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Re: Can someone explain?
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Date: 1999-10-06 (14:19)
From: Lyn A Headley <laheadle@c...>
Subject: Re: Can someone explain?
>>>>> "skaller" == skaller  <skaller@maxtal.com.au> writes:

    >> The only way to access a value of a class instance is via
    >> method invocation: you have to define a method that returns the
    >> value.

    skaller> 	Thanks, but you have not answered the real question
    skaller> here: WHY are the values present in the interface when
    skaller> they are not accessible via the interface?

good question.
    >> > Similarly, what is the purpose of allowing 'virtual' >
    >> methods in class types and class declarations in > module
    >> signatures?
    >> Virtual methods are methods that are declared but not
    >> implemented: sub-classes must define them.

    skaller> 	Again, I knew that, the real question is WHY this
    skaller> information is in the _interface_??

[I know]

    skaller> 	I will change the representation to match Python,
    skaller> using an array (or perhaps a doubly linked list of
    skaller> arrays), and report back.

Here's an idea: just hijack the Python implementation and provide an
ocaml interface.  This has the advantages that (1) it has been
hand-tuned for efficiency for years and (2) that it will export a
similar interface to the ocaml code as has existed for the C code for
years, thus allowing a smoother transition to ocaml for python
extension writers.

Come to think of it, why not do that for /all/ the builtin types?
These will also be useful for use by code generated by viperc.

    skaller> 	You would need the WHOLE interpreter :-) I will make
    skaller> that available in the near future, asking for help to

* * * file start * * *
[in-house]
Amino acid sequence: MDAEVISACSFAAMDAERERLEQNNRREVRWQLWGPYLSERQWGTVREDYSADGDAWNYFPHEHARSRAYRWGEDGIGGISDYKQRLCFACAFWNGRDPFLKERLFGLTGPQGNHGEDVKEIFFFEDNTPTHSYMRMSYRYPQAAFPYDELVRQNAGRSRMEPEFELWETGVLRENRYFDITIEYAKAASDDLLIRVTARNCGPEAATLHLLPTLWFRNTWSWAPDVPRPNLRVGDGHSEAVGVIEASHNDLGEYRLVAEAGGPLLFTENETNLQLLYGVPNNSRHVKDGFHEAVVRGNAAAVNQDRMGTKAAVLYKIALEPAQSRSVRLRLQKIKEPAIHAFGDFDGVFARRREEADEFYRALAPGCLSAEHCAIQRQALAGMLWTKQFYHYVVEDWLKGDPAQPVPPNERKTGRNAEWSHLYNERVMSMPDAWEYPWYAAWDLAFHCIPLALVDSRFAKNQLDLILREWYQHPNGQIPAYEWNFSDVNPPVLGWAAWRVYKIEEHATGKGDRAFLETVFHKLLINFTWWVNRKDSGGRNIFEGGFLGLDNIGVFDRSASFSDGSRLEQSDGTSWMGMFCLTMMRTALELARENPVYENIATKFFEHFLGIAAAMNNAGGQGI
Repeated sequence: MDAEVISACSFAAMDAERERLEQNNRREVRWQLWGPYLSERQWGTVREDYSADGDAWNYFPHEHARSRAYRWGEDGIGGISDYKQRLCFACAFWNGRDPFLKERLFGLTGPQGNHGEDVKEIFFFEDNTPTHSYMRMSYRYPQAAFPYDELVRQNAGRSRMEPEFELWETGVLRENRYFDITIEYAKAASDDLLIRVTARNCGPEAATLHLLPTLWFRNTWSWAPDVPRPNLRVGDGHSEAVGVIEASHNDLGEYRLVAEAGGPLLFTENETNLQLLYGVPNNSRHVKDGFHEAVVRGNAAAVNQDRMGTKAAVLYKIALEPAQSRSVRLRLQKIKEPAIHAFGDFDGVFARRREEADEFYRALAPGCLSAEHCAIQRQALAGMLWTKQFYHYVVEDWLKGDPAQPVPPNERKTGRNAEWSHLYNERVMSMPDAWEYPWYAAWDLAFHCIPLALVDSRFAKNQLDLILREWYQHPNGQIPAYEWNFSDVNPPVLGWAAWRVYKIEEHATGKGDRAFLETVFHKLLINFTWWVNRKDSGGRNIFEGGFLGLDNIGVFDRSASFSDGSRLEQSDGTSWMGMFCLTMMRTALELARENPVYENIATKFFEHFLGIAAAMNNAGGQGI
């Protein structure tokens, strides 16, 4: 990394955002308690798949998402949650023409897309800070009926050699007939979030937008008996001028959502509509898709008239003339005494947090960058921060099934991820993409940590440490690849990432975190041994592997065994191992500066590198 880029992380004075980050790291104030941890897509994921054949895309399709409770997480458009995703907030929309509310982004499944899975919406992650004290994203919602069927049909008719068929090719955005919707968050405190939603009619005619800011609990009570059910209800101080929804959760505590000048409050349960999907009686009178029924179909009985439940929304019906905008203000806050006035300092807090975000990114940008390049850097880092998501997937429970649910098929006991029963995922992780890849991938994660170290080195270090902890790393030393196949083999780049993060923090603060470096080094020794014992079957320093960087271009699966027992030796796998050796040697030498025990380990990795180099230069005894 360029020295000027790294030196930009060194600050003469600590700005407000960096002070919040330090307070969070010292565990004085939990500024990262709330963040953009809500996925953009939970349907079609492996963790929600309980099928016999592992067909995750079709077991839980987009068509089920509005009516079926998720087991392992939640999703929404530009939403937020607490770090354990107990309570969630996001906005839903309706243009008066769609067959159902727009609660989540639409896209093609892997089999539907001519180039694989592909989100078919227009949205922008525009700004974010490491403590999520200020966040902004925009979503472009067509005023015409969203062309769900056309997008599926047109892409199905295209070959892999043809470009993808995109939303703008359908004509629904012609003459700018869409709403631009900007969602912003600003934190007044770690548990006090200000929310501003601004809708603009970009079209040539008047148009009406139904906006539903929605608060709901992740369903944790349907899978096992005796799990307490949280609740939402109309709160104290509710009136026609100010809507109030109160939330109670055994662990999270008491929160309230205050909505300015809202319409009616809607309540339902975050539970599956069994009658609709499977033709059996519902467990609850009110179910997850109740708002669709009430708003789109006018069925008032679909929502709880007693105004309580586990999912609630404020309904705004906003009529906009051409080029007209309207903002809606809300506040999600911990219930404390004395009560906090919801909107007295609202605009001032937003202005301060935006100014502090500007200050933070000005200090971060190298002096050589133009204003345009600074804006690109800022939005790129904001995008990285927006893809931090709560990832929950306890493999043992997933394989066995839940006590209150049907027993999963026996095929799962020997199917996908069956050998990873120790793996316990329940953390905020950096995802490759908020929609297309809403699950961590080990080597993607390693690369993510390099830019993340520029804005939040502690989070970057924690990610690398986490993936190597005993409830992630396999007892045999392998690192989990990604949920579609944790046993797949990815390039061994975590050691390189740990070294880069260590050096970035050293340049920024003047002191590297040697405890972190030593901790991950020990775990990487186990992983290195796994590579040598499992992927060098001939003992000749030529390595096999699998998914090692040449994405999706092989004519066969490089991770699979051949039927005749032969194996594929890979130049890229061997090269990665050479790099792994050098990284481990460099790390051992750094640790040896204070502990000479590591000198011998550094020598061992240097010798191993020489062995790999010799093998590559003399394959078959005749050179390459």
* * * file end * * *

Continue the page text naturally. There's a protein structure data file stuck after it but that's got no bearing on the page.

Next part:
skaller> speed up the implementation.

yum. <smacks his chops noisily>

    skaller> 	I think it would be VERY useful to have an ocaml
    skaller> written Python interpreter/compiler as fast as, or faster
    skaller> than, CPython.  There are a lot of Python users out there
    skaller> who could be introduced to ocaml this way, and gain
    skaller> immediate benefits from a faster implementation
    skaller> (particularly the compiler).

Me too!  This could be a big thing for ocaml.  Darn it, now you've got
me all psyched about ocaml again.  Too bad I already committed to
Eiffel for my latest project.


    skaller> A doubly linked list has a node containing two pointers,

    >> > and 't iterator = > Empty > | Node of 't d_node

    skaller> 	This is the type of a pointer to a node. In ocaml,

An ocaml "port" of STL would kick ass.  especially, think how well
iterators would combine with closures!  The C++ notion of "function
objects" and "adaptors" looks clumsy in comparison (e.g. you cannot
create a localized class object)

    skaller> A class is used here to represent the whole list. It is
    skaller> an object simply because that is the intended use: as a
    skaller> mutable object with various mutators. In retrospect, this
    skaller> is probably a mistake.